Plaintiffs allege in paragraph 30 of their Amended Complaint that they each advised Defendants that the intentional changing of grades and falsification of documents were in violation of state policy, and each of them objected to participating. Plaintiffs state that, in response, they were verbally degraded, threatened with loss of employment, and "effectively terminated for refusing to engage in activities specifically prohibited under state law."

Defendants first argue that claims under Section 967 lie only against an "employer" and not a mere supervisor or co-worker such as Guy Cooper. Plaintiffs concede that Cooper "would not qualify as an employer pursuant to the statute" but argue that his corporate employers are vicariously liable for his actions. In any event, Plaintiffs concede that Guy Cooper is not directly liable under the statute, so all claims Section 967 against him should be dismissed. See Richardson v. Axion Logistics, L.L.C., __ F.3rd __, 2015 WL 893046, *2 (5th Cir. 2015) ("To state a claim, Richardson first had to allege that Axion, rather than simply its employees, violated state law.") Plaintiff has not asserted any other claims against Cooper, so he may be dismissed from this case.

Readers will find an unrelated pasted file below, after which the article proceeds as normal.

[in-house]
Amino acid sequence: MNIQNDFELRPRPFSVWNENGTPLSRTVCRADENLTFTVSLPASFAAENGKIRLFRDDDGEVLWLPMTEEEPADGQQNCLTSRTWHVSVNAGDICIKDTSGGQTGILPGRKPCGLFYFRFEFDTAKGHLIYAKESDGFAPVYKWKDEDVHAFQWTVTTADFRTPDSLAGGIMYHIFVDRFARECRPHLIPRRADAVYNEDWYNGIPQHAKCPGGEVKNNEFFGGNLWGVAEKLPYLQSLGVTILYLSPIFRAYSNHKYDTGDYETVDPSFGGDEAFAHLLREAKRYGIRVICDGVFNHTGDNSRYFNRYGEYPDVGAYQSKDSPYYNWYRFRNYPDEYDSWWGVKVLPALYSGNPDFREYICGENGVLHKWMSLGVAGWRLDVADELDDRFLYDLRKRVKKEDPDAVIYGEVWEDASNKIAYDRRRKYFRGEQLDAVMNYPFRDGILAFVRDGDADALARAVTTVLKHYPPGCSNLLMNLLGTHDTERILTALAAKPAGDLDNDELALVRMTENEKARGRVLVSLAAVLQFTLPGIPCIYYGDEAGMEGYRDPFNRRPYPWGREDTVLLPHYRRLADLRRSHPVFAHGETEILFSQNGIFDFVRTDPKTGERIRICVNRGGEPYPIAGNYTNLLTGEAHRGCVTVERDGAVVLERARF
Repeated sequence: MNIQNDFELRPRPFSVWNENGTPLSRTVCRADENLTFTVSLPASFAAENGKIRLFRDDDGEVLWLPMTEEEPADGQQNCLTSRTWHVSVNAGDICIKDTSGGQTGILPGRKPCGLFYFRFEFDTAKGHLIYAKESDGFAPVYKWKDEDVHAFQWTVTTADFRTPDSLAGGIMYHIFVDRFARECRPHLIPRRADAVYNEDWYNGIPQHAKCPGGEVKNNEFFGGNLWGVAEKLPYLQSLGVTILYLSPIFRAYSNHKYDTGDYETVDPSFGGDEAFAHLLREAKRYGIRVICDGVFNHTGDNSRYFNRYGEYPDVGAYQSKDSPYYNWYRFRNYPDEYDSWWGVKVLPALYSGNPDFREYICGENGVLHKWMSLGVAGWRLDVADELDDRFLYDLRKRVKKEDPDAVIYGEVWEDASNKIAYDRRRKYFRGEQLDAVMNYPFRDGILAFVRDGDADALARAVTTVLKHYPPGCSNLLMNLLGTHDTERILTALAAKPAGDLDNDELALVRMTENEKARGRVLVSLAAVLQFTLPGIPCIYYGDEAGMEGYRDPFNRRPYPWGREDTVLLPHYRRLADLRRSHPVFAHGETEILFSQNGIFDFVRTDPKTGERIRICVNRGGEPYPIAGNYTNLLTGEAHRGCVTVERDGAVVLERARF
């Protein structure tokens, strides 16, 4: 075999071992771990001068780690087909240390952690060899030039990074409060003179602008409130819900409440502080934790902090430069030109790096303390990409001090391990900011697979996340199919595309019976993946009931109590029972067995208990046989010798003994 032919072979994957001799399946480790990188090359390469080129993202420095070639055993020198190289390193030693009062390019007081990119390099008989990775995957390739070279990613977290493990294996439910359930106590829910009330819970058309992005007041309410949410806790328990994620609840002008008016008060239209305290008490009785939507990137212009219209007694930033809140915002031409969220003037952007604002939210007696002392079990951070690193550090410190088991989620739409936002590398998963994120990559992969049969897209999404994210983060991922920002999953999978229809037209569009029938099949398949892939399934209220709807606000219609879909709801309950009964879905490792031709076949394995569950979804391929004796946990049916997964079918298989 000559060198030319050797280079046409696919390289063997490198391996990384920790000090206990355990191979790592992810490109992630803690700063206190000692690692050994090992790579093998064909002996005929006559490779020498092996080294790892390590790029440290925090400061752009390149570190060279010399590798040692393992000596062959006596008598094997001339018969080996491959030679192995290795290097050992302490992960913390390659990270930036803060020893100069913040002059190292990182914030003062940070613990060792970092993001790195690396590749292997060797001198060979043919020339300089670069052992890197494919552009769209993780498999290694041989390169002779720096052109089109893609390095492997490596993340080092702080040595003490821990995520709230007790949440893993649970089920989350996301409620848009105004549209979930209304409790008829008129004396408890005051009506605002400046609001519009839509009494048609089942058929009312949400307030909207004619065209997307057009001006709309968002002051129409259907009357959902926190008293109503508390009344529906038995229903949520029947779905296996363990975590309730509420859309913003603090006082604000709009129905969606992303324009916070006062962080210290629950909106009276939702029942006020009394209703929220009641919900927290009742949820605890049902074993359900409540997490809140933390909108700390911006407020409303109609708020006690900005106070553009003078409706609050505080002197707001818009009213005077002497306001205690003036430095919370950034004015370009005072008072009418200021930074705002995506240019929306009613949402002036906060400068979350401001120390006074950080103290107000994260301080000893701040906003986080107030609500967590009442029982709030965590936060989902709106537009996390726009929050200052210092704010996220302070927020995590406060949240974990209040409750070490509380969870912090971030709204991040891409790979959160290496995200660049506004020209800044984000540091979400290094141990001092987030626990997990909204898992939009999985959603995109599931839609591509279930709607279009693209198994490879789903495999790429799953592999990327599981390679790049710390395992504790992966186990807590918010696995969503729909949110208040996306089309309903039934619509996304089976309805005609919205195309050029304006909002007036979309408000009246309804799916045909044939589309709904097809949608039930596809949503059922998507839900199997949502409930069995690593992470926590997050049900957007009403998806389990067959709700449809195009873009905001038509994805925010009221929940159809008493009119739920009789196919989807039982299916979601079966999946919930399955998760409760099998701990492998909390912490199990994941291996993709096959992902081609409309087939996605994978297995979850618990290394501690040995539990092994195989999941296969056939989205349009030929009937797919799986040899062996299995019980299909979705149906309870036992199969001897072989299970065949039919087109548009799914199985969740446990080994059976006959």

Defendants next argue that the claims must fail because Plaintiffs have not identified any actual violation of state law. Plaintiffs alleged in paragraph 13 of the Amended Complaint that they were charged with correctly reporting grades in accordance with guidelines set by the school board, a state elementary board, and Title 28 of the Louisiana Administrative Code. Plaintiffs also made reference in paragraph 28 to Defendants violating state law found in Title 28 that prohibits a principal or other staff member from attempting to influence or alter the grade received by a student from his or her teacher. After Plaintiffs pointed to these allegations in their memorandum, Defendants filed a reply and accused them of identifying a specific law for the first time. A review of the Amended Complaint, however, shows that Plaintiffs made reasonable reference to the regulation in their pleading.